To know if your CPU is compatible with your motherboard or not, you have to know the socket model. Every CPU has a specific socket requirement that you can find out from their specifications.
For instance, the latest Intel 10th and 11th Gen desktop CPUs require the LGA1200 socket whereas the AMD Ryzen 1000, 2000, 3000, 4000 and 5000 series desktop processors require the AM4 socket.
When you look into the motherboard specification online, they will NOT list all the supported CPU models. Instead, they will only make mention of the CPU socket they have. This socket information will enable you to deduce the models of CPUs the motherboard will support.
The socket of the motherboard has also a lot of relevance with its chipset. The chipset essentially defines a lot of motherboard factors including its socket.
In the following text we will dive deeper into answering “what CPU is compatible with my motherboard.”
Essentially, we will look into the socket type, what they mean and also touch base on motherboard chipsets and how they would affect the choice of your CPU.
Figuring Out What CPU is Compatible with My Motherboard
Again, as mentioned earlier, to figure out if your CPU is compatible with your motherboard or not, the primary feature to look at is the socket details.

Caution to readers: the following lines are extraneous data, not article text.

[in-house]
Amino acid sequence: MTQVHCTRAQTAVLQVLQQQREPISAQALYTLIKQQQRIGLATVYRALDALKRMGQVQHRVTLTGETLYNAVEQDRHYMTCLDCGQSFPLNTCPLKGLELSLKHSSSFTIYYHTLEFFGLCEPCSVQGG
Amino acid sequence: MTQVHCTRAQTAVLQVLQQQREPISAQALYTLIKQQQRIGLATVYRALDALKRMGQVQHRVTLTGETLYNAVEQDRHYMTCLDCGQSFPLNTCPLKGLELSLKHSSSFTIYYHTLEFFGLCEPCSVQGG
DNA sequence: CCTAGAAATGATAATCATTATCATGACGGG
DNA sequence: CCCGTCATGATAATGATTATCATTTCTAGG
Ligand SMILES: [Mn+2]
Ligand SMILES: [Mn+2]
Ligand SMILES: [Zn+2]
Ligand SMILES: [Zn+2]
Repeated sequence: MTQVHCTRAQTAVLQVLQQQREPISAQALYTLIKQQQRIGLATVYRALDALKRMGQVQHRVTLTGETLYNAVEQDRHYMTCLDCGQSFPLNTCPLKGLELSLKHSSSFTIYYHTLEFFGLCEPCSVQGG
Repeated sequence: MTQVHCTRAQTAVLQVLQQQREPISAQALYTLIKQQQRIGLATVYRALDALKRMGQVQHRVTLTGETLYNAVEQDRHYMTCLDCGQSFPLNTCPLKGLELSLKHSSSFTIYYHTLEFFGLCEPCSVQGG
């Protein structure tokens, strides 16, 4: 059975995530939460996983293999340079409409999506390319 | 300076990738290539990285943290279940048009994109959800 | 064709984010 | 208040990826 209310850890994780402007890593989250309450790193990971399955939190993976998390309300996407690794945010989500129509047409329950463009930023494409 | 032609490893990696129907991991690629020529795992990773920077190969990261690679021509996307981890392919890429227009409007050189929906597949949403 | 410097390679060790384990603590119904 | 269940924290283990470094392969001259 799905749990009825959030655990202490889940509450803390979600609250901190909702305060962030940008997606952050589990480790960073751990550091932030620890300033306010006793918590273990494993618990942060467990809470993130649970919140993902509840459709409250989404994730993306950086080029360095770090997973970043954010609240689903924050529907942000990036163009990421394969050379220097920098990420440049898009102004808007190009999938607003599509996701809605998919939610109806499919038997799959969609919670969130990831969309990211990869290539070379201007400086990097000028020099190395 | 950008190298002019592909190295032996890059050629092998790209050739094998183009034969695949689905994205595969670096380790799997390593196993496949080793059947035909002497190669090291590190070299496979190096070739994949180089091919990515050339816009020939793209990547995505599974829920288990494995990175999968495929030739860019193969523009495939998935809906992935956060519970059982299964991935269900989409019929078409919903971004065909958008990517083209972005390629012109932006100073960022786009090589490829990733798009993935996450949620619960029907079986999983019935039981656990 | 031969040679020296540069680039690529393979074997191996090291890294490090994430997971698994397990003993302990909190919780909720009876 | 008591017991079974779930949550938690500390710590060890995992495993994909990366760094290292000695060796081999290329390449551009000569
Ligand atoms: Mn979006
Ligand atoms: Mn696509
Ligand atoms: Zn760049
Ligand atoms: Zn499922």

What is CPU Socket?
A CPU socket is, as the name suggests, the physical mount on which the processor is placed. It basically provides the right mechanical and physical dimensions, and pin layout to facilitate the CPU connectivity with the motherboard. Simply put, it is the place where the CPU sits on the motherboard.
If you have a CPU socket that is not compatible with your motherboard, it will practically not even fit in the mount.
Also Read: How to Check Motherboard Socket?
Types of Sockets and Surface Mounting Techniques
There are three types of surface mounting methods for the CPUs:
- LGA: Land Grid Array
- PGA: Pin Grid Array
- BGA: Ball Grid Array
Land Grid Array is the mounting type used by Intel. In the case of LGA, the motherboard socket has visible pins; whereas, the CPU has flat contacts.
Example include the Intel LGA 1151 used by 7th, 8th and 9th Gen CPU and, Intel LGA 1200 used by 10th and 11th Gen CPUs.
Pin Grid Array is the mounting type used by AMD. This type of surface mounting has visible pins on the CPU. In the case of PGA, the motherboard socket has pin slots in which the pins of the CPU slide into.
The AMD AM4 used by the 1000, 2000, 3000, 4000 and 5000 series all use the AM4 socket.
Also Read: LGA vs PGA CPUs
Ball Grid Array is the surface mounting technique found on Laptop CPUs. The BGA CPUs are soldered into the motherboard socket and are thus not replaceable.
How to Know Which Socket You Have?
You have to look into both the CPU and motherboard specifications for the socket to learn if they are compatible.
Figuring Out CPU Socket Supported
You can find out the CPU socket supported through its specifications online.
You can see here that the Intel Core i7-11700K CPU supports the LGA1200.
The Intel socket defines what type they are also their pin count.
Here the FCLGA1200 means:
- FC: Flip Chip
- LGA: Land Grid Array
- 1200: The amount of pins.
Figuring Out Motherboard Socket
Similar to CPUs, you can figure out the socket on the motherboard through their specsheets.